Grow: It would have been easy for Joseph to become bitter. Do you remember what happened to him in the other stories you read? Thrown into a pit, sold as a slave, wrongly imprisoned, and forgotten by the cupbearer he helped for two long years. Some people become really bitter when horrible things happen to them. But not Joseph…He even seems to become…
DO: Make the word “Better” with the squares.
ASK: Why do some people become bitter when horrible things happen in their lives? How can you tell when someone is bitter? Has there been a time in your life when you’ve become bitter?
DO: Grab your diamond (church budget only allows for false ones so turn on your pretending cap!).
ASK: Does anyone know how diamonds are made?
GROW: Diamonds aren’t made in a factory but in the earth—they are made because they are put under tremendous pressure. Joseph is a bit like a diamond – in the stories we read, he was put under enormous pressure at times and it still seems to bring the best out of him.
ASK: Have their been times in your life that you were put under a lot of pressure and it brought the best out of you? A piano recital? A big baseball game? A test at school? Maybe something went wrong (like you missed the winning shot) but it still brought the best out of you?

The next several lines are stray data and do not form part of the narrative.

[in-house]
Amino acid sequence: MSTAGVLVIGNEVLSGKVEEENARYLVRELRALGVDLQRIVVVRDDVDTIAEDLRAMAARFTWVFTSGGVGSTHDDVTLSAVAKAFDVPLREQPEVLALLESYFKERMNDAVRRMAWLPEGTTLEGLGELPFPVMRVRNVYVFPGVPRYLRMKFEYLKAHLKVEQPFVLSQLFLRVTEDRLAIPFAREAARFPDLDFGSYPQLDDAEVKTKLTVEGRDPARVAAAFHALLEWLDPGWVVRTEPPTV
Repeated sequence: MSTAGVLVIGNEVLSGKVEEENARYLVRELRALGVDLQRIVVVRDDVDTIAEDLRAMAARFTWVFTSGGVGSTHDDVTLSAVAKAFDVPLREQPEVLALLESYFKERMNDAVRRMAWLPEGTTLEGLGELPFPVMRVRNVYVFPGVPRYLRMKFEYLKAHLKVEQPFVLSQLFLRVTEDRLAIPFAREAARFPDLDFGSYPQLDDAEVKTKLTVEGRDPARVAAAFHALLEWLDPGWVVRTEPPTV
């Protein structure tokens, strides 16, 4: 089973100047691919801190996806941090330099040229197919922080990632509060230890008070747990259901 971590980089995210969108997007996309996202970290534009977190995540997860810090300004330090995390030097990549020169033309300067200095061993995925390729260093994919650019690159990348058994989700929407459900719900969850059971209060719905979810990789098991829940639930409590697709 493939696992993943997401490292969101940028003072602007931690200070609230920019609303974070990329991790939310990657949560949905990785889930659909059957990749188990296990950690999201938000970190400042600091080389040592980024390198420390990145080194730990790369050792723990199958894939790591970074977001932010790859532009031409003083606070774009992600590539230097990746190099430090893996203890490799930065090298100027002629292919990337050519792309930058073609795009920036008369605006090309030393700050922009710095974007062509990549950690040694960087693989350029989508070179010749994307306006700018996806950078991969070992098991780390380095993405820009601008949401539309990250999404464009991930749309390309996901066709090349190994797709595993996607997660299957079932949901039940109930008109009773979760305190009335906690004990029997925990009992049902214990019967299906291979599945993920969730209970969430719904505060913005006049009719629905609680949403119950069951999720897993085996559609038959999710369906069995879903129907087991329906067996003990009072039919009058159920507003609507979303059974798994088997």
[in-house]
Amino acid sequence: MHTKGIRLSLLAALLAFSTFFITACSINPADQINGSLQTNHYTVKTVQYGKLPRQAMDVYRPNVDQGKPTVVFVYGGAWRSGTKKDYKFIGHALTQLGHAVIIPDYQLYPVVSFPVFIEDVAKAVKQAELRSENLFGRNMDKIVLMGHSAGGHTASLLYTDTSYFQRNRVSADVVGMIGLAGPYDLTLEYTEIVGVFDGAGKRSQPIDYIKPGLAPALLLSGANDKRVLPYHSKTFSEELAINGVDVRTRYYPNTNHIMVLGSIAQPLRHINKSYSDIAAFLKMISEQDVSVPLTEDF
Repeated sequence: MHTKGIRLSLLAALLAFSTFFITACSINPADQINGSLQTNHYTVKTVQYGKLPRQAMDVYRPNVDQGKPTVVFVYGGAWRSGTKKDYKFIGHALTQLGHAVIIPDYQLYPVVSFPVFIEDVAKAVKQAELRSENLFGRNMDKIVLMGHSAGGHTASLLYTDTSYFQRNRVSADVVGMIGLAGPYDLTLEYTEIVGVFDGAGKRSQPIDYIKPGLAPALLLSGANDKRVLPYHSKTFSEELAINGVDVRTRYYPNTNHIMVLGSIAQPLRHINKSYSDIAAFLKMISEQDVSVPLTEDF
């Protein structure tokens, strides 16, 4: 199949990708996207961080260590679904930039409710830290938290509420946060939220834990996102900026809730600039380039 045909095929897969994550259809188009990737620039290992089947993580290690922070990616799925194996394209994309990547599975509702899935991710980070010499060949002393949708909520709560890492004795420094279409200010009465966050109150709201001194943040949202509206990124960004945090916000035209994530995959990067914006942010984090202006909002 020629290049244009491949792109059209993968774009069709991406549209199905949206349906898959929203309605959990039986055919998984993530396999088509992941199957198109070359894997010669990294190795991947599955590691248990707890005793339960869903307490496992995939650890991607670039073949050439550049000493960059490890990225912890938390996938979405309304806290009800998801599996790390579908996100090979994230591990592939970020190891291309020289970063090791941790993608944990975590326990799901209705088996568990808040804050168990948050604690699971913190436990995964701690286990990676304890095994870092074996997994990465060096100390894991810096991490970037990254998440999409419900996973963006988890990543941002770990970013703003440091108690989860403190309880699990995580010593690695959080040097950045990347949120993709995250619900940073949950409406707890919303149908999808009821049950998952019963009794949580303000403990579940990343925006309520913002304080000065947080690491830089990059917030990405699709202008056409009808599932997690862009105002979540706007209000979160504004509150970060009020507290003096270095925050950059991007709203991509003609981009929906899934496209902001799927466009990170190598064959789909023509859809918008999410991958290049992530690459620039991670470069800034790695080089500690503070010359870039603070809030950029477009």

DO: Grab the pearl necklace (again fake pearls…church budget…)
ASK: Does anyone know how pearls are made?
GROW: Real pearls are formed in oysters. If a grain of sand gets into the oyster, the oyster doesn’t like it, and forms a hard shiny layer around the thing that’s causing it discomfort and pain. Over the years, the pearl gets bigger and bigger. Joseph is a bit like the pearl too. People hurt him again and again and again like his brothers, Potiphar’s wife, etc. Yet each time it’s like Joseph manages to put a shiny layer around the pain and turns the situation into a pearl with God’s help. It doesn’t mean it wasn’t hard for Joseph but in Genesis 50:20 he states, “You intended to harm me, but God intended it for good to accomplish what is now being done, the saving of many lives.”
ASK: Why do you think Joseph didn’t seem to get bitter (make that word with your squares) and instead became better (make that word with your squares)? How did he change into a diamond and a pearl and not a revengeful king who some would argue had every right to kill his brothers?